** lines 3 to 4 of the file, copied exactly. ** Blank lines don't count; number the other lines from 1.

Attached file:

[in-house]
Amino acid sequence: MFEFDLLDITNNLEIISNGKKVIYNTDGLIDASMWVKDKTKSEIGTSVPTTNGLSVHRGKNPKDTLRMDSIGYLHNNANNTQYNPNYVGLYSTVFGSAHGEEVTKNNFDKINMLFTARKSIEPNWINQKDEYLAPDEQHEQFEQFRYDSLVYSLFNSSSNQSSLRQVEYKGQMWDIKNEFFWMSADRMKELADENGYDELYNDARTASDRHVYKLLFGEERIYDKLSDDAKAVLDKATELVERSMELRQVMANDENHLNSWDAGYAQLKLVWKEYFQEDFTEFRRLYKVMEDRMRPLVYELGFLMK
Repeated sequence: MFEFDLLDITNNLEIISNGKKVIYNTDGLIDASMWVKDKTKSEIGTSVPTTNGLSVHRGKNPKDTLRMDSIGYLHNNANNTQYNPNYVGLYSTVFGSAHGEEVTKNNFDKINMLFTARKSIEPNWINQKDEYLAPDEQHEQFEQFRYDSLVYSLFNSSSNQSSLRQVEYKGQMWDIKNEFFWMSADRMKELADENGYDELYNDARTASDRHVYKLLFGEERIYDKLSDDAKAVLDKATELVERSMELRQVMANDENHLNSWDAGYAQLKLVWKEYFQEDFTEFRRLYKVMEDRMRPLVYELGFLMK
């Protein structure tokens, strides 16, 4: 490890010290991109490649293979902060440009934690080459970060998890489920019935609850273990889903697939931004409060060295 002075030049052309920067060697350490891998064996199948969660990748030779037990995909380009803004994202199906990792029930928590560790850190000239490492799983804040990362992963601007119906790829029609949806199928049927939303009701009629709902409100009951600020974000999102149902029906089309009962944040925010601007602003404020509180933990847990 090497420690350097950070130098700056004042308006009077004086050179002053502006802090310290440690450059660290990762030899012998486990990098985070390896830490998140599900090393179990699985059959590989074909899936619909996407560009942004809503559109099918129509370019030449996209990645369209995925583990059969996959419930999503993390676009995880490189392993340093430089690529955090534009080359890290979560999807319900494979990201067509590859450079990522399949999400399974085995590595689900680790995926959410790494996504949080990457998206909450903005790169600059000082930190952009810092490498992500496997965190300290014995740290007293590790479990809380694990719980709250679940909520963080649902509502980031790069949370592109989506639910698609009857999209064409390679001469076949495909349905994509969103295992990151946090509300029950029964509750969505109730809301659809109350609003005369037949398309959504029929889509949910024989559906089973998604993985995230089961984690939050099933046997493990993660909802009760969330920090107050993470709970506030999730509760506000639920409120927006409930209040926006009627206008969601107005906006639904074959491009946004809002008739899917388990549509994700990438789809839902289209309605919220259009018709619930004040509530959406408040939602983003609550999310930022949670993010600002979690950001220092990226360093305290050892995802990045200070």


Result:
Repeated sequence: MFEFDLLDITNNLEIISNGKKVIYNTDGLIDASMWVKDKTKSEIGTSVPTTNGLSVHRGKNPKDTLRMDSIGYLHNNANNTQYNPNYVGLYSTVFGSAHGEEVTKNNFDKINMLFTARKSIEPNWINQKDEYLAPDEQHEQFEQFRYDSLVYSLFNSSSNQSSLRQVEYKGQMWDIKNEFFWMSADRMKELADENGYDELYNDARTASDRHVYKLLFGEERIYDKLSDDAKAVLDKATELVERSMELRQVMANDENHLNSWDAGYAQLKLVWKEYFQEDFTEFRRLYKVMEDRMRPLVYELGFLMK
């Protein structure tokens, strides 16, 4: 490890010290991109490649293979902060440009934690080459970060998890489920019935609850273990889903697939931004409060060295 002075030049052309920067060697350490891998064996199948969660990748030779037990995909380009803004994202199906990792029930928590560790850190000239490492799983804040990362992963601007119906790829029609949806199928049927939303009701009629709902409100009951600020974000999102149902029906089309009962944040925010601007602003404020509180933990847990 090497420690350097950070130098700056004042308006009077004086050179002053502006802090310290440690450059660290990762030899012998486990990098985070390896830490998140599900090393179990699985059959590989074909899936619909996407560009942004809503559109099918129509370019030449996209990645369209995925583990059969996959419930999503993390676009995880490189392993340093430089690529955090534009080359890290979560999807319900494979990201067509590859450079990522399949999400399974085995590595689900680790995926959410790494996504949080990457998206909450903005790169600059000082930190952009810092490498992500496997965190300290014995740290007293590790479990809380694990719980709250679940909520963080649902509502980031790069949370592109989506639910698609009857999209064409390679001469076949495909349905994509969103295992990151946090509300029950029964509750969505109730809301659809109350609003005369037949398309959504029929889509949910024989559906089973998604993985995230089961984690939050099933046997493990993660909802009760969330920090107050993470709970506030999730509760506000639920409120927006409930209040926006009627206008969601107005906006639904074959491009946004809002008739899917388990549509994700990438789809839902289209309605919220259009018709619930004040509530959406408040939602983003609550999310930022949670993010600002979690950001220092990226360093305290050892995802990045200070």